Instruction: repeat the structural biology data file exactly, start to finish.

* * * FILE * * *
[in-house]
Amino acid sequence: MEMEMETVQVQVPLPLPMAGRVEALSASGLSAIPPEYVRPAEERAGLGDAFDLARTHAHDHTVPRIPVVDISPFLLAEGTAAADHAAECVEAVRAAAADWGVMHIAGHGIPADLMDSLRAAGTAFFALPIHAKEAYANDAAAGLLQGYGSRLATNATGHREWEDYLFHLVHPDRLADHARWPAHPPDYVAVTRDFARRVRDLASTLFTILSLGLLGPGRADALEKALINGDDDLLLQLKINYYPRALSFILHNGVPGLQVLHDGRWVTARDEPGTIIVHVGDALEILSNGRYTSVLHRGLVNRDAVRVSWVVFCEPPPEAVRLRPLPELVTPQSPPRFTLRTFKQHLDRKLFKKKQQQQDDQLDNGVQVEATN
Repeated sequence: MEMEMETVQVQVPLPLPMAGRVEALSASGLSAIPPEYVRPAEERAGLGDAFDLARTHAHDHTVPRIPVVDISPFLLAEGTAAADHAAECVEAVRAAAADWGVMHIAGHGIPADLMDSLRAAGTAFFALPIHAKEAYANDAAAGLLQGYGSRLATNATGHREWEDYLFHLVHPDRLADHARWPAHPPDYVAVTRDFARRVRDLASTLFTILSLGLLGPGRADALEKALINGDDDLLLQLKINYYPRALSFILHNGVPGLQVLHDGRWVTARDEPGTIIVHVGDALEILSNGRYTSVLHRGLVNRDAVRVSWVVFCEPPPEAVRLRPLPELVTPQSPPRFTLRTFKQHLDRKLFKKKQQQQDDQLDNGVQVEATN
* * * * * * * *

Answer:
[in-house]
Amino acid sequence: MEMEMETVQVQVPLPLPMAGRVEALSASGLSAIPPEYVRPAEERAGLGDAFDLARTHAHDHTVPRIPVVDISPFLLAEGTAAADHAAECVEAVRAAAADWGVMHIAGHGIPADLMDSLRAAGTAFFALPIHAKEAYANDAAAGLLQGYGSRLATNATGHREWEDYLFHLVHPDRLADHARWPAHPPDYVAVTRDFARRVRDLASTLFTILSLGLLGPGRADALEKALINGDDDLLLQLKINYYPRALSFILHNGVPGLQVLHDGRWVTARDEPGTIIVHVGDALEILSNGRYTSVLHRGLVNRDAVRVSWVVFCEPPPEAVRLRPLPELVTPQSPPRFTLRTFKQHLDRKLFKKKQQQQDDQLDNGVQVEATN
Repeated sequence: MEMEMETVQVQVPLPLPMAGRVEALSASGLSAIPPEYVRPAEERAGLGDAFDLARTHAHDHTVPRIPVVDISPFLLAEGTAAADHAAECVEAVRAAAADWGVMHIAGHGIPADLMDSLRAAGTAFFALPIHAKEAYANDAAAGLLQGYGSRLATNATGHREWEDYLFHLVHPDRLADHARWPAHPPDYVAVTRDFARRVRDLASTLFTILSLGLLGPGRADALEKALINGDDDLLLQLKINYYPRALSFILHNGVPGLQVLHDGRWVTARDEPGTIIVHVGDALEILSNGRYTSVLHRGLVNRDAVRVSWVVFCEPPPEAVRLRPLPELVTPQSPPRFTLRTFKQHLDRKLFKKKQQQQDDQLDNGVQVEATN